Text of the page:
THE GIANT DOORS OF THE FIRST GATUN LOCK CLOSE                                            TIME2  SIDE-TIED TO THE WALL

As we were “side-tied”, much more control was needed, to keep us from crashing into the very rough walls.  Using the bow and stern thrusters, and some excellent maneuvering skills, Mike was able to keep us off the walls.  While two line-handlers managed controlled the tightening of the lines, the other one and I, fended off with boat hooks!  A pretty stressful time… THREE times over, as we went through each lock!


KEEPING THE LINES TAUGHT                                                    NEARLY AT THE TOP

By now it was dark and Mike had to motor  us across the Gatun Lake, which thankfully is very well buoyed and the Advisor knows very well.  At this time we could all eat and the four of us in the back could rest a bit.

Sadly we missed some beautiful scenery, including the spectacular Guillard Cut as it was night and all we could see were spot lights – however the view of the Centenary Bridge was special.


ENTERING PEDRO MIGUEL IN THE DARK                                                    THE CENTENARY BRIDGE 


Around 10pm we reached the Pedro Miguel lock, where we were side tied to a barge and lowered  nine meters.  Going down is a little less stressful than going up – but still much maneuvering is required. At this stage we also started having overheating problems on the hydraulics which drive the bow and stern thruster.  Mike and I then started a process of switching everything off for a few minutes at a time to let things cool down.  As the doors finally opened, Time 2 was sucked out of the locks and the Advisor told Mike to accelerate to keep control.  We then we hit some turbulence, the boat rocked dramatically - I went flying  ..  and sadly, so did my camera, which crashed into the deck  ...  never to work again!  (Luckily we still have Mike’s)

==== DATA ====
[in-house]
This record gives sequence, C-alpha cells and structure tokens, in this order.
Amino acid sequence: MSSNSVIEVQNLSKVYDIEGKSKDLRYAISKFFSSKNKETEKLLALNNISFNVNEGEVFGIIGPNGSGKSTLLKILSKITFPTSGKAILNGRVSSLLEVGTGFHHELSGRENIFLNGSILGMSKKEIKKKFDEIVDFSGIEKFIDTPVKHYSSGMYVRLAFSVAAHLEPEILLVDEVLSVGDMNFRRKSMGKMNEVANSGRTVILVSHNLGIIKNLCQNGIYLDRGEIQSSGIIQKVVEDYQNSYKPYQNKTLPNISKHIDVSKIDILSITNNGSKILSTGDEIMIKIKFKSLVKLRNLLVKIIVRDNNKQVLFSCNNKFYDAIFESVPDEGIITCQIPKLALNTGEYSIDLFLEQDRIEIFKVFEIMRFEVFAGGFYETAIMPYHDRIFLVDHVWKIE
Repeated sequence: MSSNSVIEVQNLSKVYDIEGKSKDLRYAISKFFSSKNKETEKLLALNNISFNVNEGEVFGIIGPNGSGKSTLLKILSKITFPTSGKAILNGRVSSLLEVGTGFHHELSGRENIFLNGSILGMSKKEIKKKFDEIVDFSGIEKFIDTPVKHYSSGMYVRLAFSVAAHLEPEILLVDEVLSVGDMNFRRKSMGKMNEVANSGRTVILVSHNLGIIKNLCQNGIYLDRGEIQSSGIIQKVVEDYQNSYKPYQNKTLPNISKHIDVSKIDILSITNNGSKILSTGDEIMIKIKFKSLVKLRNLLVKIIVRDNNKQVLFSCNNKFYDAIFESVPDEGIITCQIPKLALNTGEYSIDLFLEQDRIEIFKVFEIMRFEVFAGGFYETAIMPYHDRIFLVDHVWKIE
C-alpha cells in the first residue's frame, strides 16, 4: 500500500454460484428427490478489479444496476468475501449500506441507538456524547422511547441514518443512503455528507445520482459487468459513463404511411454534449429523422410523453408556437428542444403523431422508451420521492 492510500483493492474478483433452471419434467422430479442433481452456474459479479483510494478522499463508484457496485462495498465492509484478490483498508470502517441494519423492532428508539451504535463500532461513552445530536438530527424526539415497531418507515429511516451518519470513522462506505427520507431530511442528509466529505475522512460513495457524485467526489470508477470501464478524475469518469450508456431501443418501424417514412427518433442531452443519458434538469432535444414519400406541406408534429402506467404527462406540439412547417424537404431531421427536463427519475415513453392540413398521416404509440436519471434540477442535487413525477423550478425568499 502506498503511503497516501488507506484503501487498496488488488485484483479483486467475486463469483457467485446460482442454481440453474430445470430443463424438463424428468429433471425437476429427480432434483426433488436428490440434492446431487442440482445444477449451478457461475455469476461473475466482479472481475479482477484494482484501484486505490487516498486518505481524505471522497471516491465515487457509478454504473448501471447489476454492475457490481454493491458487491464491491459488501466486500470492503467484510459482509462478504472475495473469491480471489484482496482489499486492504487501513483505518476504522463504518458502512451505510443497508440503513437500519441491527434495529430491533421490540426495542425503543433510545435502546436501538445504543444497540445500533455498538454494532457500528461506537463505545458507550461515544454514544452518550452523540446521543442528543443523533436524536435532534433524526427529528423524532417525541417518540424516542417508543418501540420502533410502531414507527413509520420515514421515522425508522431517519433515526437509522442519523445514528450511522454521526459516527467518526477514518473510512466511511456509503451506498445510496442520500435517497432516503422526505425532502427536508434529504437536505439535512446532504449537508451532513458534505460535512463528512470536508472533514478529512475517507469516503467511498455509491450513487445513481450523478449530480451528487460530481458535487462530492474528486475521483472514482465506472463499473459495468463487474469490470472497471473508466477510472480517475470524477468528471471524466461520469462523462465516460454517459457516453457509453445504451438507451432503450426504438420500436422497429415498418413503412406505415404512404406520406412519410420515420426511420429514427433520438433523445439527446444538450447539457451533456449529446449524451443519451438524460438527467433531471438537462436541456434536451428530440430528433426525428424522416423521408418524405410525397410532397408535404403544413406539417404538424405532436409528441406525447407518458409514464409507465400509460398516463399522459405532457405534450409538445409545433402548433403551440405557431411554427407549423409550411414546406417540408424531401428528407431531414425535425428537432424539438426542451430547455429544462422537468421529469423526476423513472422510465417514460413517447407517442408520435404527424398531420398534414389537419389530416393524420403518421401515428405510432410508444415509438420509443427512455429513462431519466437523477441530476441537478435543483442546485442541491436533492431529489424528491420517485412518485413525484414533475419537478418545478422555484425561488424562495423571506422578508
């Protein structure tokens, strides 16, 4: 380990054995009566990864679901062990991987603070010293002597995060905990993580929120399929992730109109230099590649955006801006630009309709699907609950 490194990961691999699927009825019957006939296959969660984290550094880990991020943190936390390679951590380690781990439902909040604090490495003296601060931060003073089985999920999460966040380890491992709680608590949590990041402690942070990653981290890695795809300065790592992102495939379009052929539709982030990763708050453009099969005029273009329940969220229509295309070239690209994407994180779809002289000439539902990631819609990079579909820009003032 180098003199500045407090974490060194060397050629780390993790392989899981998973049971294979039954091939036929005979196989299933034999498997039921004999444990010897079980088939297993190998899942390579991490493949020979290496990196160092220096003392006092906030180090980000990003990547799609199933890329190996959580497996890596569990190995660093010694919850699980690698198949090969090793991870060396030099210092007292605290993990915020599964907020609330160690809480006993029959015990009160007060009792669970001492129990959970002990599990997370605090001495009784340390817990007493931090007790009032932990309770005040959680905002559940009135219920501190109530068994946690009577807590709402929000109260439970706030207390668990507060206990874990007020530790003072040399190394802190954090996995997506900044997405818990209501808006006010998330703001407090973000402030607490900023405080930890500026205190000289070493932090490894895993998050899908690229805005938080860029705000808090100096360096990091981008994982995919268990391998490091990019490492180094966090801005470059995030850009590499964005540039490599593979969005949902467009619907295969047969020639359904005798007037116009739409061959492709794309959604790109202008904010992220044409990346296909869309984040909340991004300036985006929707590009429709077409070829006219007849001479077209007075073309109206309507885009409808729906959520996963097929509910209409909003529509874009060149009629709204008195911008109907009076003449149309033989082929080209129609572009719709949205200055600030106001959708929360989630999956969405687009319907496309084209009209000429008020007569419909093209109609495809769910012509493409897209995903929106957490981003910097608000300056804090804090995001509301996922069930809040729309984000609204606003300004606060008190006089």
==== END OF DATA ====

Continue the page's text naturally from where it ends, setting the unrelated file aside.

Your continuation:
A short trip across the Miraflores Lake brought us to the 2 Miraflores locks. The “Pacific” locks are almost double the length of the Atlantic ones, and have much higher lock doors, due to the extreme tidal range in the Pacific (up to 5.5m).

Again we were tied to the wall, and again we were fending off like crazy as well as trying to keep the system cool.  Mike continued to do a sterling job and no damage was done.  At about 11.30pm we were through the last lock and continued to the port of Balboa.  Our Advisor was picked up by a Pilot boat and we headed towards La Playita anchorage. As we got closer we heard a call for Time2 on the radio. It was our friend Des on Island Fling who had waited up for us.  It is pretty difficult to anchor in the dark in a busy port, so we were very thankful to have his guidance.  He then came over with Chad on Zabacat and they kindly took our line-handlers, the tire fenders and lines back to shore with their dinghy.  What a joy!

So after eight pretty stressful hours Time2 is now safely anchored in the Pacific. We will stay here for a few days before heading off to the outer islands and up to Costa Rica

PS: I made a number of video-clips of the transit ..sadly much of it was in the dark – but we will edit it and be able to show something when we get home.